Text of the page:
GDPR Compliance: Belgian DPA's Cookie Guidance on Cookie Consent
In this article we explore the key takeaways from the Belgian DPA Cookie Guidance for businesses.
In April 2020, the Belgian Data Protection Authority (BDPA) released new consolidated cookie guidance for GDPR compliance by businesses.
The Belgian DPA’s cookie guidance incorporates recent developments in the GDPR cookie consent requirements such as the EU’s Court of Justice (CJEU) ruling in the case involving German company, Planet49.
In this article, we explore:
- What are the different types of cookies?
- What is the Belgian DPA Cookie Guidance?
- What are the key takeaways from the Belgian DPA Cookie Guidance for businesses?
- How do I obtain valid GDPR cookie consent under the Belgian DPA Cookie Guidance?
- The data you collect
- The purposes of collecting their personal information
- How you keep their data secure
- If you share any personal information with third parties
- How you store their personal information
- How they can access, transfer, request modifications, limit the use, or delete their data
What are the Main Types of Cookies?
Firstly, a cookie is a text file installed in your hard drive, or specifically, in your browser folder when you access a website.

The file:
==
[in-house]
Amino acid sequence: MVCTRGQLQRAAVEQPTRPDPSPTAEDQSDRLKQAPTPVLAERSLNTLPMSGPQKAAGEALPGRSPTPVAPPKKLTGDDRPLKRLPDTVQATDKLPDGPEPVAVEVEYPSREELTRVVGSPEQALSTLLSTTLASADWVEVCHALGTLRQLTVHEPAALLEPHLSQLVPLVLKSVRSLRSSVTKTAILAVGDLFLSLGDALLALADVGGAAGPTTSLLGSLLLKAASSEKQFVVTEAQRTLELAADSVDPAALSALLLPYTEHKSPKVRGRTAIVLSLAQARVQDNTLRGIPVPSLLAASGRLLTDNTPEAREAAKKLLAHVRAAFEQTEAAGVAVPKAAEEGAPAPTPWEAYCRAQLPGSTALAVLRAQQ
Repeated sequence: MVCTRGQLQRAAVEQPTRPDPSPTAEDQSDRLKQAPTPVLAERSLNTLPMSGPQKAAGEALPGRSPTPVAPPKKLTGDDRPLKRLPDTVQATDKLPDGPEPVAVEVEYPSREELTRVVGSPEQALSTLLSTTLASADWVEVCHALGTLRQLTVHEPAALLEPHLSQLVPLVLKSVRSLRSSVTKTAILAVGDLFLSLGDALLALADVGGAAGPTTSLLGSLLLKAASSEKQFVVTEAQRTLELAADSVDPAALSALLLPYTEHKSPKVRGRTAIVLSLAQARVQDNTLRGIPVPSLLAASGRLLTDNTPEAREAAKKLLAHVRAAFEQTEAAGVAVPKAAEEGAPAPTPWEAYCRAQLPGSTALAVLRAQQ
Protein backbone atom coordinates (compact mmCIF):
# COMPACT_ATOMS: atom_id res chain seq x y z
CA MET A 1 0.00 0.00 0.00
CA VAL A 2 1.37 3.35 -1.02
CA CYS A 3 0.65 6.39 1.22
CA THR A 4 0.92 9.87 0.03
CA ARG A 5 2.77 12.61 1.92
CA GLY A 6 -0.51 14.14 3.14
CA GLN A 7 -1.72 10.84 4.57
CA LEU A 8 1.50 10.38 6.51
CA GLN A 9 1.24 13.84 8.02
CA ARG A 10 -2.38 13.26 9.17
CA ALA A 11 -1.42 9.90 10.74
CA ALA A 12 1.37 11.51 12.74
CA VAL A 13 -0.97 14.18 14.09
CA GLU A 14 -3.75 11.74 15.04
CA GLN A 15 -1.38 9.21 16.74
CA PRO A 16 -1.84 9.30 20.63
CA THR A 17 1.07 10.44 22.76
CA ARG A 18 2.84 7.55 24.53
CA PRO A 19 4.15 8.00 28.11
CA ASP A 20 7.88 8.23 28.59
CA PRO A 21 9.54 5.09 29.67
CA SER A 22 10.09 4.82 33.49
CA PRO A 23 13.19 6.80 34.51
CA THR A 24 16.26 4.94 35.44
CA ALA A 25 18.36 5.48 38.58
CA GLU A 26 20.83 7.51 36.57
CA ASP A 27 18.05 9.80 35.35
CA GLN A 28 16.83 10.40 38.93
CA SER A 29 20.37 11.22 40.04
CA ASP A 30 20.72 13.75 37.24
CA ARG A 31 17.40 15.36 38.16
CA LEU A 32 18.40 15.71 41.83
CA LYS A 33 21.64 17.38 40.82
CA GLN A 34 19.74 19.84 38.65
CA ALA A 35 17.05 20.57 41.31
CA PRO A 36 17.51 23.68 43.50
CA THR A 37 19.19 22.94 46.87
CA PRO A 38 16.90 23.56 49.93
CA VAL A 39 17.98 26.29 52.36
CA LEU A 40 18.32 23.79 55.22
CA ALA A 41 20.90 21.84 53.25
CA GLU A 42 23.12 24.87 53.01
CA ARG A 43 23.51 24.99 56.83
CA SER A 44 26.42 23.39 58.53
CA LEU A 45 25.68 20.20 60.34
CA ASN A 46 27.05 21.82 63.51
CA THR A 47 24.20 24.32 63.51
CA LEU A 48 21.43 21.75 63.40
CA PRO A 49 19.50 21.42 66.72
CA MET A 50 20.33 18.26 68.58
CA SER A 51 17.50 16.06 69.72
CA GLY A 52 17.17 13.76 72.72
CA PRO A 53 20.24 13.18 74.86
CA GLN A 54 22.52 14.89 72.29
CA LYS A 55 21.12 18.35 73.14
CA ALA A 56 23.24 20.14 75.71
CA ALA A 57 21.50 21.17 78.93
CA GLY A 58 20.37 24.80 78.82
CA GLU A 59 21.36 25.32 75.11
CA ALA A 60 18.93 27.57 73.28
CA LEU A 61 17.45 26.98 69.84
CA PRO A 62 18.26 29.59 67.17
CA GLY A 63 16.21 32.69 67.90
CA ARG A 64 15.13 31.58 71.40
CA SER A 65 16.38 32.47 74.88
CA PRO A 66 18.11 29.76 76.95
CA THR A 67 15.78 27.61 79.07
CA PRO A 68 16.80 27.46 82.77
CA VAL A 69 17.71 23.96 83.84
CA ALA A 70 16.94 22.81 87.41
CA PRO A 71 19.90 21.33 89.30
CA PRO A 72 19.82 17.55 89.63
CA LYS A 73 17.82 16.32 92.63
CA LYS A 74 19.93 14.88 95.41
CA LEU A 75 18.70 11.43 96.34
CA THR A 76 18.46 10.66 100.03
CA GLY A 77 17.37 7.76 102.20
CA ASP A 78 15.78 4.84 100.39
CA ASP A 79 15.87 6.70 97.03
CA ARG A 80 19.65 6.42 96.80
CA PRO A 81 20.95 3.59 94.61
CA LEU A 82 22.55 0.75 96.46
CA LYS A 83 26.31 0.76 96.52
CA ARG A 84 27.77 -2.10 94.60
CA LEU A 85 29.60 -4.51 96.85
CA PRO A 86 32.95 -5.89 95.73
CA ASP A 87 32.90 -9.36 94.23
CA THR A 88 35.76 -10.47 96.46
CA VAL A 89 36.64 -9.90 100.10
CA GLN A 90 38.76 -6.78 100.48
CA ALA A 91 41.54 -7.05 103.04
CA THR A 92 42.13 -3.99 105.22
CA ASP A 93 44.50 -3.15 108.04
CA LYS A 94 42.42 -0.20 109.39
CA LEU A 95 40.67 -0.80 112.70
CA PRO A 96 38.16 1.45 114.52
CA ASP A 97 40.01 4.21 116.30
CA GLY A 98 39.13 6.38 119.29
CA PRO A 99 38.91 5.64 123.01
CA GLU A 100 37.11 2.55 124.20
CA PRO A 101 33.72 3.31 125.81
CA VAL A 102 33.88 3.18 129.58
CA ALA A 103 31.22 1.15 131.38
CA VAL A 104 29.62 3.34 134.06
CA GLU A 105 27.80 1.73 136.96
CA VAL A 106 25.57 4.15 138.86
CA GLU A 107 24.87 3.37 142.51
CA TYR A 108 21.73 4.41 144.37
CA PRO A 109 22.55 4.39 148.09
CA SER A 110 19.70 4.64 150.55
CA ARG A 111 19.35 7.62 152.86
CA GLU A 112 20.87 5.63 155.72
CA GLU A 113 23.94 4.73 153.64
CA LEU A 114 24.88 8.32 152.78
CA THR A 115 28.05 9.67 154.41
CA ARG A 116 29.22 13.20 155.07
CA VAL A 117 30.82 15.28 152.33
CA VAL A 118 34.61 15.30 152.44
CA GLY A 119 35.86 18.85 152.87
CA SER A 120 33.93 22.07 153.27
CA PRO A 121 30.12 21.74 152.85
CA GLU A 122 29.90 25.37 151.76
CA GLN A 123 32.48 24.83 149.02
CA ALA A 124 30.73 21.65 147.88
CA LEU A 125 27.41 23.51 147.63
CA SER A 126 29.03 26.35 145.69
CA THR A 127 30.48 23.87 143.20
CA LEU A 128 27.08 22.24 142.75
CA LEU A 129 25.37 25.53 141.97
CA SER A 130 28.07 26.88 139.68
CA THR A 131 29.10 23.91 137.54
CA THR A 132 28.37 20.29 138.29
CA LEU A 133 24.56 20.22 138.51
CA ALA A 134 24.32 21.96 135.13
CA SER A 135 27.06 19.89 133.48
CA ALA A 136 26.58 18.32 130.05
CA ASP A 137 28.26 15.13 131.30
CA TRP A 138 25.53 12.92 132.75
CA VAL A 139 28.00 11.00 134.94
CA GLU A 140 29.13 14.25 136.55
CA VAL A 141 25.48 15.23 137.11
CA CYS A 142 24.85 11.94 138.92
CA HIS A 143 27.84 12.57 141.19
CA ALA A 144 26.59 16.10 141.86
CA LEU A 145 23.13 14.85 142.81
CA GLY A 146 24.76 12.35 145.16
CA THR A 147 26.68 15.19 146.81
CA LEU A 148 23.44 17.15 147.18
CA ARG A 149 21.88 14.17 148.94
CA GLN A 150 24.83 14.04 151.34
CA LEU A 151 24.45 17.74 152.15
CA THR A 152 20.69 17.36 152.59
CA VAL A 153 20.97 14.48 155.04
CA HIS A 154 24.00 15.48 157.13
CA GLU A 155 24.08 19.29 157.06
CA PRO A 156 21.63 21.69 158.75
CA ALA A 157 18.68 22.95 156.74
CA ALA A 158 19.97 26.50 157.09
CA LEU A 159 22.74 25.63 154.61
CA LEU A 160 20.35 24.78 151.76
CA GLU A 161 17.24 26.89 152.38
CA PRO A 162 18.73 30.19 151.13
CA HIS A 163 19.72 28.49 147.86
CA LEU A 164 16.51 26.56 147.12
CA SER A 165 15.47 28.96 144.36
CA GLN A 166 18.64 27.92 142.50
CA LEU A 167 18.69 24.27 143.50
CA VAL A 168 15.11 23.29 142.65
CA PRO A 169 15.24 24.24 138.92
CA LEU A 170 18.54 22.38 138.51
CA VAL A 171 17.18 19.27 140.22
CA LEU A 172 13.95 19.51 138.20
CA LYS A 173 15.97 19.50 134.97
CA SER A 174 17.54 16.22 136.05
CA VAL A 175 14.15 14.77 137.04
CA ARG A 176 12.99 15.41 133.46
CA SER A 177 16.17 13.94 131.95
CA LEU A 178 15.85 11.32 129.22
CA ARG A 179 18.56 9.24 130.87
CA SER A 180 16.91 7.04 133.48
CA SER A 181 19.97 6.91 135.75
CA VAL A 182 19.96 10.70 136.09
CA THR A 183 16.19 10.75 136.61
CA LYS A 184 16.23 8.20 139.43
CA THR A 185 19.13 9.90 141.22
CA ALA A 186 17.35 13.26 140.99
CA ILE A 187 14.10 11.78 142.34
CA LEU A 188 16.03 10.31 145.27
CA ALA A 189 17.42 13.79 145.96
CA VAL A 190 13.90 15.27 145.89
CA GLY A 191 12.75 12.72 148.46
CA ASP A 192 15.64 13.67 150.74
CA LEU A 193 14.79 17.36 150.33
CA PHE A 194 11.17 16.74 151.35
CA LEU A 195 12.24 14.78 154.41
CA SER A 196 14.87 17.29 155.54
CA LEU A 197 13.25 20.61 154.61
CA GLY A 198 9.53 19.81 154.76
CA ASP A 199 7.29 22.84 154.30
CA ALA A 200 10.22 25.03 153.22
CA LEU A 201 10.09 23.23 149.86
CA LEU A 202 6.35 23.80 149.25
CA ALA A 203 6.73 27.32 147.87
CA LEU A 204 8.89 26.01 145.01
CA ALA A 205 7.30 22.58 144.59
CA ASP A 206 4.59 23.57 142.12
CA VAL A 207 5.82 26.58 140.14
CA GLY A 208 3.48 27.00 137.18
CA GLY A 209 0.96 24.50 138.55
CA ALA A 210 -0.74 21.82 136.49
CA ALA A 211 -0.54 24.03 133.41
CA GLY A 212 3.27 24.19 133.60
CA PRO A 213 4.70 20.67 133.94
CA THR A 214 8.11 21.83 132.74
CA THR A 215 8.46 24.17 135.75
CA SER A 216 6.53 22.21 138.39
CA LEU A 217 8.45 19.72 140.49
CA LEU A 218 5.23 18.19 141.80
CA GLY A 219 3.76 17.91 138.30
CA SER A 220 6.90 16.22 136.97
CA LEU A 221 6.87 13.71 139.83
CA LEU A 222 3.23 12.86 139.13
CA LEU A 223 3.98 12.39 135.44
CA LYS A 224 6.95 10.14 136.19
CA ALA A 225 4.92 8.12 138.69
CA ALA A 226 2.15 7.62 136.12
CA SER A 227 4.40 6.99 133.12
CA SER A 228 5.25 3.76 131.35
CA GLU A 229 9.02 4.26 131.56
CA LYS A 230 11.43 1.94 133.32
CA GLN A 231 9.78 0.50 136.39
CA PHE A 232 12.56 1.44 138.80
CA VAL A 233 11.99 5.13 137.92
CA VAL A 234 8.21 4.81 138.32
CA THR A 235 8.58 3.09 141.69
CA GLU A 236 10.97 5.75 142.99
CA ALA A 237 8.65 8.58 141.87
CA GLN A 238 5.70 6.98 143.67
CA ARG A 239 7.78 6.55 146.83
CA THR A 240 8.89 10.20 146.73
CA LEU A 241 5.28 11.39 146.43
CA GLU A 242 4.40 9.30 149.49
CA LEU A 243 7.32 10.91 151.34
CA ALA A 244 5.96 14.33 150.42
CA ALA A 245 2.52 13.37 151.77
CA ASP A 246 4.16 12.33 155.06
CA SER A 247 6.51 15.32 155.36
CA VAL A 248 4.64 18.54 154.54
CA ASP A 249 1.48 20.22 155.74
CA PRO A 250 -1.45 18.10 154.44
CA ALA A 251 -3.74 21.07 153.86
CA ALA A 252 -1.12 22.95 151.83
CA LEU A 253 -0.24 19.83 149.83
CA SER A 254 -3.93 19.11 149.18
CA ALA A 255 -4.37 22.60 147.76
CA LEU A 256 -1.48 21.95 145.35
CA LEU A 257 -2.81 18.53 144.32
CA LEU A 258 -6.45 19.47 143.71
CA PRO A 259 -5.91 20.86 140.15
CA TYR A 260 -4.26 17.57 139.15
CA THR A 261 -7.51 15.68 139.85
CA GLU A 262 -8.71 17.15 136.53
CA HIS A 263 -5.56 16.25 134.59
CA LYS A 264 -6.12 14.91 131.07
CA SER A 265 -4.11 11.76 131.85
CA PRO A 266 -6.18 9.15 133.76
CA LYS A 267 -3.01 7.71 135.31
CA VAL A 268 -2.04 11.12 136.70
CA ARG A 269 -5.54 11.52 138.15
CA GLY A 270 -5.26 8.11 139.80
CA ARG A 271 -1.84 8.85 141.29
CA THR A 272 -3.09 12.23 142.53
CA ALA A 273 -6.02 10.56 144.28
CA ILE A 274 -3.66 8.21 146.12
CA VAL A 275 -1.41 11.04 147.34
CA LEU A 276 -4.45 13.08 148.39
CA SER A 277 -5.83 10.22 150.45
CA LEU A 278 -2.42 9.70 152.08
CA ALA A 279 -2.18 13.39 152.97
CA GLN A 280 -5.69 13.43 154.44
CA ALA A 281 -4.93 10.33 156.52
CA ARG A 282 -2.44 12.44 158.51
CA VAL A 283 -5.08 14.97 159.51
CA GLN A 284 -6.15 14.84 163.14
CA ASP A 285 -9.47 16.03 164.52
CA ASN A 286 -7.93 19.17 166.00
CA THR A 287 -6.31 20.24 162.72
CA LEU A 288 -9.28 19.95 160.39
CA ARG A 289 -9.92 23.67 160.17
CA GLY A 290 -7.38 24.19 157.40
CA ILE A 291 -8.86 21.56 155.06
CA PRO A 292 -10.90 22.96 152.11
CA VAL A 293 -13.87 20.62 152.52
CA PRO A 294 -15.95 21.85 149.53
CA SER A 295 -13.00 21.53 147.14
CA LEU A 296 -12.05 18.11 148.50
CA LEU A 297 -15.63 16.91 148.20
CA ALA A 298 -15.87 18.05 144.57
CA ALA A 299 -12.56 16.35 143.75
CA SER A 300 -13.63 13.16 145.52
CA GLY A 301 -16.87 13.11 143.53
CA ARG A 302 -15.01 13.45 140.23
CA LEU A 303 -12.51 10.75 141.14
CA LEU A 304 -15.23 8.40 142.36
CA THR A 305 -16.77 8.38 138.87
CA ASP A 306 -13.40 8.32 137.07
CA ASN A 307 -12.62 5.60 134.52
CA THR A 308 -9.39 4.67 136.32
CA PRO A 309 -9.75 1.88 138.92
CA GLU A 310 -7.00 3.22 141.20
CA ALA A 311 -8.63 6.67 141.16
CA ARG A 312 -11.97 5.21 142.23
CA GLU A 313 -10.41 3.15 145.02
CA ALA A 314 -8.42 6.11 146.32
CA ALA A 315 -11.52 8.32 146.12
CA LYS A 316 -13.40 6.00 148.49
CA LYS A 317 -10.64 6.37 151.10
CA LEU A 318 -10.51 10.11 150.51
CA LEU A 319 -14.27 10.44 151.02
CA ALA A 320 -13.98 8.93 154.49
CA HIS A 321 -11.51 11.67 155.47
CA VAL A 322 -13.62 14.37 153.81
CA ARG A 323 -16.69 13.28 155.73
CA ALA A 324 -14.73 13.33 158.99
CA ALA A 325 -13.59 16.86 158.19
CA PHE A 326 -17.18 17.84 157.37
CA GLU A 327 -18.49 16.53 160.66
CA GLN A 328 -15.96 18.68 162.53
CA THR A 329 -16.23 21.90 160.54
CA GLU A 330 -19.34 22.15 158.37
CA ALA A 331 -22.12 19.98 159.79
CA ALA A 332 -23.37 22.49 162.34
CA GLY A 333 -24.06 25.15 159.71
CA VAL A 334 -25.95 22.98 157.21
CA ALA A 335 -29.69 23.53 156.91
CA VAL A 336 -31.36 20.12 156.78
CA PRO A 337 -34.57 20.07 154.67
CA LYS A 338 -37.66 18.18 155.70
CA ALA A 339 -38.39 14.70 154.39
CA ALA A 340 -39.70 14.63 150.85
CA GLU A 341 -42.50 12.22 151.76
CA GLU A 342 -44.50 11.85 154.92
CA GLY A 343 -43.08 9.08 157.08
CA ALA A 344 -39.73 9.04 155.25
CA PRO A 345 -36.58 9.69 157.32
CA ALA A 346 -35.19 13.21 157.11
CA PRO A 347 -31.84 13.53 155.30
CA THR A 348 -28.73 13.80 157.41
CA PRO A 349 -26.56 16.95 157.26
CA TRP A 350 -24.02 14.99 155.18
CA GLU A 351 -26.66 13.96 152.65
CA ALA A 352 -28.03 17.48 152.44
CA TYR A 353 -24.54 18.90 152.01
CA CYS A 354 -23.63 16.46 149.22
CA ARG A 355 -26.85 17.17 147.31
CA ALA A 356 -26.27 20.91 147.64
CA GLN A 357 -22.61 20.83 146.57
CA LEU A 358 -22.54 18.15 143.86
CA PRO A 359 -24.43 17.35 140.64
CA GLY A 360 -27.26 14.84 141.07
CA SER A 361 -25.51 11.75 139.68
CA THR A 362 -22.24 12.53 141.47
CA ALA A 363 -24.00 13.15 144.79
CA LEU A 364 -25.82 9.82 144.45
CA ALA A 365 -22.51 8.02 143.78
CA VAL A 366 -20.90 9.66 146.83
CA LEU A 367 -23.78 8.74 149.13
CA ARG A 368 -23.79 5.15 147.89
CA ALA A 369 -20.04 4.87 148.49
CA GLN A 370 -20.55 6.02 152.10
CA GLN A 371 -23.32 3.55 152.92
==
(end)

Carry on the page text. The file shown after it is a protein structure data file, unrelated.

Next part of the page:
There are three primary categories of cookies;
- Session cookies
- Permanent cookies
- Third-party cookies
These are website cookies that expire after your close your browser. Commonly, they are used in e-commerce websites to allow users to continue browsing without losing what is added to a cart.
This category refers to cookies that remain stored in the user’s device even when the browser is closed.
However, these cookies must have an expiration date, which is subject to legal enforcement through data privacy regulations such as the GDPR.
Examples of these cookies are those used to remember your login information and passwords.
This type of cookies are installed in a user’s device by third-party websites such as advertisers.
They collect information about your browsing behavior and allow advertisers to track users across multiple websites.